Why are we waiting? Why are we waiting?
Neil Pickford gets impatient.
Oh dear, I’ve got a feeling that I’m going to upset some people this week (unlike most weeks, of course) and so I’d better get my apologies in early.
I’m sorry. I’m very, very sorry. I’m incredibly sorry. I’m really unbelievably sorry, I truly am.
I do apologise.
And before I proceed any further I must also put in the inevitable qualification: all nurses are angels (bless them), doctors do their very, very best in very difficult circumstances (bless them) and consultants are the source of all wisdom – gods of expertise that we mere mortals can count ourselves lucky to share a planet with (bless them).
And the NHS (bless it) – which is the envy of the world (of course) has built up a pool of management expertise that is second to none (bless), having been granted vast resources to train and develop the skills necessary to coordinate this enormous organisation.
So why in the name of all God’s creation does it take so unbelievably long to get the results back from any simple test?
OK, you’ve probably guessed by now that I’ve had a trip to Castle Hill recently – and you’d be right. And let’s just nail down another set of qualifying remarks as well before I get going. Castle Hill is terrific, a fantastic facility that doesn’t want for investment or the latest equipment – it’s clean and well-lit, it’s a pleasure to visit and I always feel better when I get inside compared to my condition when I stick the parking ticket inside the windscreen.
So why do I have to wait so long to find out if I’m dead or not, or about to die or – perhaps more irritatingly – if I can expect a trouble-free stroll to my dotage (because if I am then I’d better start thinking about pensions and retirement planning Pretty Darn Quick).
Long delays are not exclusive to our local NHS providers – I’ve been to a lot over the years in all parts of the country (mostly for other people, I’m glad to say) and the one thing you hear time and time again is that you’ll have to wait – for weeks and even months.
Oh, it’s never said like that, of course, because that would be an admission that something is not right – but you never hear: “I’ve just completed the tests and we can give you the answers you want before you leave.”
Actually, that’s not quite true – whenever my wife went in for a foetal scan to check on the development of various Pickford Juniors then we got a print-out of the best picture then and there – which was sensible really. After all, when a mum-to-be is six months pregnant there is a sort of deadline. You don’t want a delay of three months or so if you need to know whether to paint the nursery pink or blue.
So if the Health Service can gear itself up to let you take home pretty scans of the forthcoming baby, why not do the same for other results? Most of them aren’t particularly critical but if they need some expert interpretation then the consultant should be able to sit right down during their next shift and skim through the printouts from the previous day’s tests. Then communicate their conclusions to us as part of the same process – that’s why they have administrative assistants on hand, after all.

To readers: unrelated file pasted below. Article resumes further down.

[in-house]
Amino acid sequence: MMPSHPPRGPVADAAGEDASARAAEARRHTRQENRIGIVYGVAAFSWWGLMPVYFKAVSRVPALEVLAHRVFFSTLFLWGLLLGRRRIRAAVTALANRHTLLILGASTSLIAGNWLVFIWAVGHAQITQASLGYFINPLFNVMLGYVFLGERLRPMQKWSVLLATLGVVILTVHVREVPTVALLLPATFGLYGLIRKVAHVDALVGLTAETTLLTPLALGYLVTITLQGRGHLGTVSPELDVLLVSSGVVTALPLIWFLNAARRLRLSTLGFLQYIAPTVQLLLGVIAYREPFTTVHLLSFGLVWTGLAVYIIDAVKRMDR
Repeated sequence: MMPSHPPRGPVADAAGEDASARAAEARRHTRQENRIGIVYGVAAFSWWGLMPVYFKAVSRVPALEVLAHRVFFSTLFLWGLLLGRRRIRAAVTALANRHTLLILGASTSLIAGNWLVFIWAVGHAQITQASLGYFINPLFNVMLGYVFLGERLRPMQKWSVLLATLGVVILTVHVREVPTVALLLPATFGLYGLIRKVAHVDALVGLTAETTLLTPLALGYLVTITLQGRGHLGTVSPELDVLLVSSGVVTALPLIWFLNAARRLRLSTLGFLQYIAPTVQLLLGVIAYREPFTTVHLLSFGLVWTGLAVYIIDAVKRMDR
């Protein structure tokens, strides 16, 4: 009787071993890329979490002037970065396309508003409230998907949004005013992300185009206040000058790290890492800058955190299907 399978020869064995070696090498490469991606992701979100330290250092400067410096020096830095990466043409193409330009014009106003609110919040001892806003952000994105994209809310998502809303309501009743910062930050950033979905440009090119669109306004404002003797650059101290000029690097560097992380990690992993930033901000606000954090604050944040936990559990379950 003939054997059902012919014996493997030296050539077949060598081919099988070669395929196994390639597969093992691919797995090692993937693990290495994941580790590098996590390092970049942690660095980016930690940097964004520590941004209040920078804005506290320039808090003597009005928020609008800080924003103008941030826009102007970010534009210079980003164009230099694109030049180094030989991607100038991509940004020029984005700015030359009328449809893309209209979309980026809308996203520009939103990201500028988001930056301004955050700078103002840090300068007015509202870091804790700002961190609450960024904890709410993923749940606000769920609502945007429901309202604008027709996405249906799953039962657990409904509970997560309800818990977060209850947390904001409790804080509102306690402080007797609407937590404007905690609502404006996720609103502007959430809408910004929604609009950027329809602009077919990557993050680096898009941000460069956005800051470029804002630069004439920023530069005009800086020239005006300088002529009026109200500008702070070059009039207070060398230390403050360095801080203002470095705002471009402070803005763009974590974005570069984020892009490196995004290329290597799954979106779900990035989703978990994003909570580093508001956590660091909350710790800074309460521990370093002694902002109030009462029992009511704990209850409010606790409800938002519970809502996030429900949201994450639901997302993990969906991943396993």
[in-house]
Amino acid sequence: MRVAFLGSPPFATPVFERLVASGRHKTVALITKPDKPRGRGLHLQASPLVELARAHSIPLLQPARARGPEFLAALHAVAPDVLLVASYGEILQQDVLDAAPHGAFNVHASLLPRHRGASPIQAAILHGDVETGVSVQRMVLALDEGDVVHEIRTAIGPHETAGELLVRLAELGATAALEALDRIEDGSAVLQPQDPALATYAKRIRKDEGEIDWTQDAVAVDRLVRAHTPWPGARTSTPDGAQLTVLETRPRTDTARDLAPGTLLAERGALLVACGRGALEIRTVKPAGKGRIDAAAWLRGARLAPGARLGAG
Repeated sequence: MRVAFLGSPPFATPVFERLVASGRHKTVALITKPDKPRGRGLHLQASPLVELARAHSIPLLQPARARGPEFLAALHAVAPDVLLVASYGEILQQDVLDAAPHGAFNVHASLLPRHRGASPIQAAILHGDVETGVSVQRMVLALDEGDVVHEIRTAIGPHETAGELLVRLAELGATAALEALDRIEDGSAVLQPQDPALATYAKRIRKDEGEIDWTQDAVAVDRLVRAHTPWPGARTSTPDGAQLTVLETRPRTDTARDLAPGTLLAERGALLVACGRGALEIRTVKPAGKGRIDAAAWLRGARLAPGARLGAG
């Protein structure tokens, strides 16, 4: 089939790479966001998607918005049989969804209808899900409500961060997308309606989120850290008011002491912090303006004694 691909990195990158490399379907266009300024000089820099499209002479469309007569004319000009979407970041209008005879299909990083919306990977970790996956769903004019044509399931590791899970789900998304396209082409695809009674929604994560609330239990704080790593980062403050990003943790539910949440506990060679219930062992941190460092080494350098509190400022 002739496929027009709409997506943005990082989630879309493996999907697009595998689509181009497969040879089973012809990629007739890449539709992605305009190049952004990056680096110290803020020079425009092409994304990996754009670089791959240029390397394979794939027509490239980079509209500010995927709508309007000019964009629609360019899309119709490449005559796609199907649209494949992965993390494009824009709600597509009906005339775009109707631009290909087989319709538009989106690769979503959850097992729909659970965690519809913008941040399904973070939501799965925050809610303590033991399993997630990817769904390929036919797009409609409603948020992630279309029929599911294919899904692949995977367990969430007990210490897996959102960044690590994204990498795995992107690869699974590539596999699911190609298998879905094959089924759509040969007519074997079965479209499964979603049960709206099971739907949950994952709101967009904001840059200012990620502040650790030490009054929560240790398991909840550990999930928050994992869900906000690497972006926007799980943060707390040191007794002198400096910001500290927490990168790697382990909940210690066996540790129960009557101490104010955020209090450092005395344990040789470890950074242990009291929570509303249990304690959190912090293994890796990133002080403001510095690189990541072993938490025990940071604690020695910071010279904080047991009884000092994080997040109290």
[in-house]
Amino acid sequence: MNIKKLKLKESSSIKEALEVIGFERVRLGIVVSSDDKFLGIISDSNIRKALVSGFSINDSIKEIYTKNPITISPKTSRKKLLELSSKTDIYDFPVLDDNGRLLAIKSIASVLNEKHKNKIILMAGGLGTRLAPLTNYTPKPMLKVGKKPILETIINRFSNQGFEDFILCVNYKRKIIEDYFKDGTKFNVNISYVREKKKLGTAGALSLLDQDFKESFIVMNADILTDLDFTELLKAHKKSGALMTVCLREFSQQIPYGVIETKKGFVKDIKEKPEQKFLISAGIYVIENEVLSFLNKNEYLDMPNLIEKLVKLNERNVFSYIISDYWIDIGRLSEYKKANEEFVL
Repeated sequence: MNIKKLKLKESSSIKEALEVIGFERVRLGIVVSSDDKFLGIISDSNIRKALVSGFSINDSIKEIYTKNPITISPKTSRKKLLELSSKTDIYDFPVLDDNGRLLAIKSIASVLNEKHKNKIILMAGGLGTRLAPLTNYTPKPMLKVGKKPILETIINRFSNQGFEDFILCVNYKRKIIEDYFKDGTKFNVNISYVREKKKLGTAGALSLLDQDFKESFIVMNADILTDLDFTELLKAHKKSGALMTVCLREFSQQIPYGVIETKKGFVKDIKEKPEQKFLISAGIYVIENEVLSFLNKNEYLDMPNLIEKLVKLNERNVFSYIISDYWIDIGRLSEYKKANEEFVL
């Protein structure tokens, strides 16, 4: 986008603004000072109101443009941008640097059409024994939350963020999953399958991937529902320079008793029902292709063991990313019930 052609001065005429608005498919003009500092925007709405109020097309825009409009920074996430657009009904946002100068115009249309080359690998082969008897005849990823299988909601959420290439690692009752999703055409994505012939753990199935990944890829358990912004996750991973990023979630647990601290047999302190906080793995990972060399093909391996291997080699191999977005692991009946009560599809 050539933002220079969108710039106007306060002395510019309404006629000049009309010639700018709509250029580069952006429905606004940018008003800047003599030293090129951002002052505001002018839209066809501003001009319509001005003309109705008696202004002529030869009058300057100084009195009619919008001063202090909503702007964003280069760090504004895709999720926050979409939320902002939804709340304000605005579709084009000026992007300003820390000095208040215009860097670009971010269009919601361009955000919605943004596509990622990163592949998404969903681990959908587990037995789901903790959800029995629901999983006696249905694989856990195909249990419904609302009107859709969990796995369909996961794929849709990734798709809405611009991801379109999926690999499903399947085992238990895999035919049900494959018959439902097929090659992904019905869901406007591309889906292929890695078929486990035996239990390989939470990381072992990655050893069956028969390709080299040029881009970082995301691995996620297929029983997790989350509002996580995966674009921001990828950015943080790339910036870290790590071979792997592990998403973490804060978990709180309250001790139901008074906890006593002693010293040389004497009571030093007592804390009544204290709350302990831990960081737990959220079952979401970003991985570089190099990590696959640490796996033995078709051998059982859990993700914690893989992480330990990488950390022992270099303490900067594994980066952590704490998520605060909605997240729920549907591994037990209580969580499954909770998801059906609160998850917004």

And don’t tell me it’s because there’s a backlog – it’s not beyond the wit of man to get rid of those. Once upon a time, just before I became a virger, I was News Editor for NHS Magazine. This was a glossy award-winning publication that collected examples of best practice from parts of the health service and promoted them to the rest. One particular case I remember was from Dorset where waiting lists for a routine form of surgery were stuck at around 18 months from referral.
With the cooperation of surgeons, staff, management and some lateral thinking they buckled down for about four months, imported additional staff, worked weekends and evenings, and got that waiting time down to two weeks. TWO WEEKS! And it’s stayed there ever since despite the staff going back to their normal working patterns once the catch-up was over.
Waiting is a killer – it leads to anxiety that makes the stomach turn acid, destroys sleep patterns and peace of mind, makes the old chuckle muscles weaken through lack of use – it leads to bad temper, a lowering of the overall global happiness index, a breakdown in relationships, a negative instead of positive frame of mind, chemical or alcohol overuse, an increase in weight due to extra comfort-food snacking – in other words, it makes people unwell. And that is NOT what the NHS (bless it) is supposed to be doing.
That’s something that we virgers know all about, which is why we are always dashing about as fast as we can, responding to problems as soon as we are aware of them – sometimes we manage to travel so fast we go forward in time and get them solved before anyone notices.
That then leaves everyone free to worry about something else instead, like why can’t you ever actually find a virger when you want one.
It’s probably just that we’re keeping someone else happy somewhere else – so please be patient.
Patience is a virtue, you know, he said, (without a trace of hypocrisy).